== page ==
Direct international flights are offered multiple times daily from Canada, and seasonally from Mexico, the Dominican Republic and Jamaica. Other international travelers will have to connect or fly to Chicago and take ground transportation.

Ground Transportation:

Alternative airports

Chicago's main airports—O'Hare International Airport (IATA: ORD) or Midway Airport (IATA: MDW)—can be cheaper or easier alternatives, especially for destinations not served from Milwaukee. There is a direct shuttle from Chicago O'Hare Airport to Milwaukee Intermodal Station run by Wisconsin Coach Lines [15]. $26. It is possible take a CTA 'L' train from either of the Chicago airports to Chicago Union Station ($2) and then go on to Milwaukee with either bus or Amtrak saving time or money in some cases. With ideal timing you can make it from Midway to Downtown Milwaukee via rail in under 3 hours from landing. However, many flights arrive at Chicago after or near the time that shuttle or rail service end for the day. Greyhound does offer late runs to Milwaukee from their Downtown depot, in case of a late arrival in Chicago, but is not for the faint of heart. Greyhound also has a few buses each day from the Cumberland CTA Blue Line station, just two stops outside of O'Hare on the eL.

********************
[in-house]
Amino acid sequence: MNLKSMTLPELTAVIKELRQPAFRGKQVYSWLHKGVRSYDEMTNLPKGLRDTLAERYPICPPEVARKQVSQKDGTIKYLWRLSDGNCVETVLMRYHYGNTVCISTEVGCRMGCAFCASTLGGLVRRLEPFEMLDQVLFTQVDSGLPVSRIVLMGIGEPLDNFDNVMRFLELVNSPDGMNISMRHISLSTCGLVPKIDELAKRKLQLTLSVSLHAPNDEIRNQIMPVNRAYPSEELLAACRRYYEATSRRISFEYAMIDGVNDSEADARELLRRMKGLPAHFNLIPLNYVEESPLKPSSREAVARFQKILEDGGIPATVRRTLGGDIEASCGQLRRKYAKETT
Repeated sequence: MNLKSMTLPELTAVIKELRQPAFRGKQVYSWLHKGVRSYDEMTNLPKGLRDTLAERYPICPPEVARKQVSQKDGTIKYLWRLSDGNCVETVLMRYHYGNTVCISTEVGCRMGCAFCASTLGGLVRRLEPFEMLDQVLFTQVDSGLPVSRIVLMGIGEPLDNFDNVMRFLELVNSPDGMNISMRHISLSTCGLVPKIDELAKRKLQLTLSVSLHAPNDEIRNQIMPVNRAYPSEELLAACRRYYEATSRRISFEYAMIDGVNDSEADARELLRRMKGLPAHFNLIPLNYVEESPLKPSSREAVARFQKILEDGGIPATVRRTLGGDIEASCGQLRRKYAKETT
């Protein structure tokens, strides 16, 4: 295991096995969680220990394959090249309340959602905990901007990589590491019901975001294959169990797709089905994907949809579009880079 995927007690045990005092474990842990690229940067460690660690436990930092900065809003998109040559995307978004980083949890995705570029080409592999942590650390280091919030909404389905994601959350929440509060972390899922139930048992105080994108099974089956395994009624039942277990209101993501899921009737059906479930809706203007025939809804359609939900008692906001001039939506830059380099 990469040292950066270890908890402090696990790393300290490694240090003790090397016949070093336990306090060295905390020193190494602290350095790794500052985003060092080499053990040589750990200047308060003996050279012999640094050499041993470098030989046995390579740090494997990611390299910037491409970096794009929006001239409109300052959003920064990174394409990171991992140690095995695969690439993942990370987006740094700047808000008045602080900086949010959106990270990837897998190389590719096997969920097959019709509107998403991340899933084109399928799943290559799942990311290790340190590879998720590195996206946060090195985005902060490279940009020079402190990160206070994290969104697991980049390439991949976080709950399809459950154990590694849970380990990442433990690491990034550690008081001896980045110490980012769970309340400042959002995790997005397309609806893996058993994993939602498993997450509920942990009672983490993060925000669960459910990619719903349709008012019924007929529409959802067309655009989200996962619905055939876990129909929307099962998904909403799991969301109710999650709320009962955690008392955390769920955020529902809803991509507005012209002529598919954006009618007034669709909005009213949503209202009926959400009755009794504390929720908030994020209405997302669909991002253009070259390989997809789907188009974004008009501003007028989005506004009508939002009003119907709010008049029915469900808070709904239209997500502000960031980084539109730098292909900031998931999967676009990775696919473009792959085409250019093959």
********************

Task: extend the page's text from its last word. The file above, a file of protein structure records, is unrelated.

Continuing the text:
By train

Amtrak [16] serves downtown and an airport station. The newly remodeled Milwaukee Intermodal station offers connectivity to inter-city bus services and is located downtown a short distance from many attractions and hotels.

The Hiawatha [17] has 7 daily round trips to Chicago. It offers the quickest travel time to Chicago, power outlets at your seat, a quiet car, and snack & beverage service. It runs between Milwaukee Downtown Intermodal Station, stops at Milwaukee Mitchell Airport, Sturtevant(Racine) WI, Glenview IL, and arrives downtown Chicago Union Station. $22.